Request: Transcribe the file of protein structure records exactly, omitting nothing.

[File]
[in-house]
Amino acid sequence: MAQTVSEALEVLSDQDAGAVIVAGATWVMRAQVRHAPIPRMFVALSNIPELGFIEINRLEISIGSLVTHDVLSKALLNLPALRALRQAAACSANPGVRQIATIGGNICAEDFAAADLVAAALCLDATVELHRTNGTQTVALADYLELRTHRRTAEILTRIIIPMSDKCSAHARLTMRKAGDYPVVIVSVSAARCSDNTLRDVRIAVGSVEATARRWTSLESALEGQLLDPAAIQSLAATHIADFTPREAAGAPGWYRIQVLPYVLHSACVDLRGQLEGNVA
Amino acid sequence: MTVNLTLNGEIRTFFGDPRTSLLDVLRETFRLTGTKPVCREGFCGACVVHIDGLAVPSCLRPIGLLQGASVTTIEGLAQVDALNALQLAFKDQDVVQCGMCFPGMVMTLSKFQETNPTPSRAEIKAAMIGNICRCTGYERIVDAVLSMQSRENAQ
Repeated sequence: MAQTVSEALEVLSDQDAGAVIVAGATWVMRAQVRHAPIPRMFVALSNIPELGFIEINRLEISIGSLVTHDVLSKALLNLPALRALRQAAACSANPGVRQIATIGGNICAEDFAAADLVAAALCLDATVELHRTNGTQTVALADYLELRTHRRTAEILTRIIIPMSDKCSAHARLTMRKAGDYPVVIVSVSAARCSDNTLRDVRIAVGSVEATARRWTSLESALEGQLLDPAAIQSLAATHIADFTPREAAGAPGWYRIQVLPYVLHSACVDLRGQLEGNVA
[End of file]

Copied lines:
[in-house]
Amino acid sequence: MAQTVSEALEVLSDQDAGAVIVAGATWVMRAQVRHAPIPRMFVALSNIPELGFIEINRLEISIGSLVTHDVLSKALLNLPALRALRQAAACSANPGVRQIATIGGNICAEDFAAADLVAAALCLDATVELHRTNGTQTVALADYLELRTHRRTAEILTRIIIPMSDKCSAHARLTMRKAGDYPVVIVSVSAARCSDNTLRDVRIAVGSVEATARRWTSLESALEGQLLDPAAIQSLAATHIADFTPREAAGAPGWYRIQVLPYVLHSACVDLRGQLEGNVA
Amino acid sequence: MTVNLTLNGEIRTFFGDPRTSLLDVLRETFRLTGTKPVCREGFCGACVVHIDGLAVPSCLRPIGLLQGASVTTIEGLAQVDALNALQLAFKDQDVVQCGMCFPGMVMTLSKFQETNPTPSRAEIKAAMIGNICRCTGYERIVDAVLSMQSRENAQ
Repeated sequence: MAQTVSEALEVLSDQDAGAVIVAGATWVMRAQVRHAPIPRMFVALSNIPELGFIEINRLEISIGSLVTHDVLSKALLNLPALRALRQAAACSANPGVRQIATIGGNICAEDFAAADLVAAALCLDATVELHRTNGTQTVALADYLELRTHRRTAEILTRIIIPMSDKCSAHARLTMRKAGDYPVVIVSVSAARCSDNTLRDVRIAVGSVEATARRWTSLESALEGQLLDPAAIQSLAATHIADFTPREAAGAPGWYRIQVLPYVLHSACVDLRGQLEGNVA